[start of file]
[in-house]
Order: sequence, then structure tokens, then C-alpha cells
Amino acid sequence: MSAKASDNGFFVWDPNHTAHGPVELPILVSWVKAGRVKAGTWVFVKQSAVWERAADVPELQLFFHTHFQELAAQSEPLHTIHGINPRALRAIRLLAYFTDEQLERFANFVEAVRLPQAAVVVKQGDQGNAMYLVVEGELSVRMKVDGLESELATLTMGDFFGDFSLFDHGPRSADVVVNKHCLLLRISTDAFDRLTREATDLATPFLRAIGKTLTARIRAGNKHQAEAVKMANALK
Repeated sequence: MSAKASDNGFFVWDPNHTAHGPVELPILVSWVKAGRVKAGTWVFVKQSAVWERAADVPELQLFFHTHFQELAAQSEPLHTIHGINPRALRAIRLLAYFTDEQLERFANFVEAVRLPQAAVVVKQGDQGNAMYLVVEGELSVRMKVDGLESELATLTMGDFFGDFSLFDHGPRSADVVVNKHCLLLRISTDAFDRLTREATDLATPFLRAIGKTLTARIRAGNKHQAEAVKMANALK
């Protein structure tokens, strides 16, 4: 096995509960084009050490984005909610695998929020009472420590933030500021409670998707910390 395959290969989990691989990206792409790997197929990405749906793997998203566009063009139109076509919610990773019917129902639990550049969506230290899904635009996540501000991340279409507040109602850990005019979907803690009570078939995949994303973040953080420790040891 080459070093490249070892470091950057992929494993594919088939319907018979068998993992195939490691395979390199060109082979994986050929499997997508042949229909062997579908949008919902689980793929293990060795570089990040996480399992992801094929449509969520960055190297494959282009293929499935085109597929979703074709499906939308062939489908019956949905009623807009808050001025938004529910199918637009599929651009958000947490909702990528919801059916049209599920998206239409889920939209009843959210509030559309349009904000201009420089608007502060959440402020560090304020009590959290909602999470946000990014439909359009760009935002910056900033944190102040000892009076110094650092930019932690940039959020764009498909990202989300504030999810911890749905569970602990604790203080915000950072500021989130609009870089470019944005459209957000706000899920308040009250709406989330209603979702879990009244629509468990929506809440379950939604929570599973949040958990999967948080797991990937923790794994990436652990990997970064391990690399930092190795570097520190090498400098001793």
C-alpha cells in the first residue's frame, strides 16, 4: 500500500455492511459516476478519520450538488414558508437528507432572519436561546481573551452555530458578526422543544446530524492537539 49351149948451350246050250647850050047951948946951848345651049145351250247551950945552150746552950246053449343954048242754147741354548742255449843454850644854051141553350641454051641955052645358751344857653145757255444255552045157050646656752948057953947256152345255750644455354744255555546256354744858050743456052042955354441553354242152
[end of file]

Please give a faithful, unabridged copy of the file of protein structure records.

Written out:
[in-house]
Order: sequence, then structure tokens, then C-alpha cells
Amino acid sequence: MSAKASDNGFFVWDPNHTAHGPVELPILVSWVKAGRVKAGTWVFVKQSAVWERAADVPELQLFFHTHFQELAAQSEPLHTIHGINPRALRAIRLLAYFTDEQLERFANFVEAVRLPQAAVVVKQGDQGNAMYLVVEGELSVRMKVDGLESELATLTMGDFFGDFSLFDHGPRSADVVVNKHCLLLRISTDAFDRLTREATDLATPFLRAIGKTLTARIRAGNKHQAEAVKMANALK
Repeated sequence: MSAKASDNGFFVWDPNHTAHGPVELPILVSWVKAGRVKAGTWVFVKQSAVWERAADVPELQLFFHTHFQELAAQSEPLHTIHGINPRALRAIRLLAYFTDEQLERFANFVEAVRLPQAAVVVKQGDQGNAMYLVVEGELSVRMKVDGLESELATLTMGDFFGDFSLFDHGPRSADVVVNKHCLLLRISTDAFDRLTREATDLATPFLRAIGKTLTARIRAGNKHQAEAVKMANALK
């Protein structure tokens, strides 16, 4: 096995509960084009050490984005909610695998929020009472420590933030500021409670998707910390 395959290969989990691989990206792409790997197929990405749906793997998203566009063009139109076509919610990773019917129902639990550049969506230290899904635009996540501000991340279409507040109602850990005019979907803690009570078939995949994303973040953080420790040891 080459070093490249070892470091950057992929494993594919088939319907018979068998993992195939490691395979390199060109082979994986050929499997997508042949229909062997579908949008919902689980793929293990060795570089990040996480399992992801094929449509969520960055190297494959282009293929499935085109597929979703074709499906939308062939489908019956949905009623807009808050001025938004529910199918637009599929651009958000947490909702990528919801059916049209599920998206239409889920939209009843959210509030559309349009904000201009420089608007502060959440402020560090304020009590959290909602999470946000990014439909359009760009935002910056900033944190102040000892009076110094650092930019932690940039959020764009498909990202989300504030999810911890749905569970602990604790203080915000950072500021989130609009870089470019944005459209957000706000899920308040009250709406989330209603979702879990009244629509468990929506809440379950939604929570599973949040958990999967948080797991990937923790794994990436652990990997970064391990690399930092190795570097520190090498400098001793």
C-alpha cells in the first residue's frame, strides 16, 4: 500500500455492511459516476478519520450538488414558508437528507432572519436561546481573551452555530458578526422543544446530524492537539 49351149948451350246050250647850050047951948946951848345651049145351250247551950945552150746552950246053449343954048242754147741354548742255449843454850644854051141553350641454051641955052645358751344857653145757255444255552045157050646656752948057953947256152345255750644455354744255555546256354744858050743456052042955354441553354242152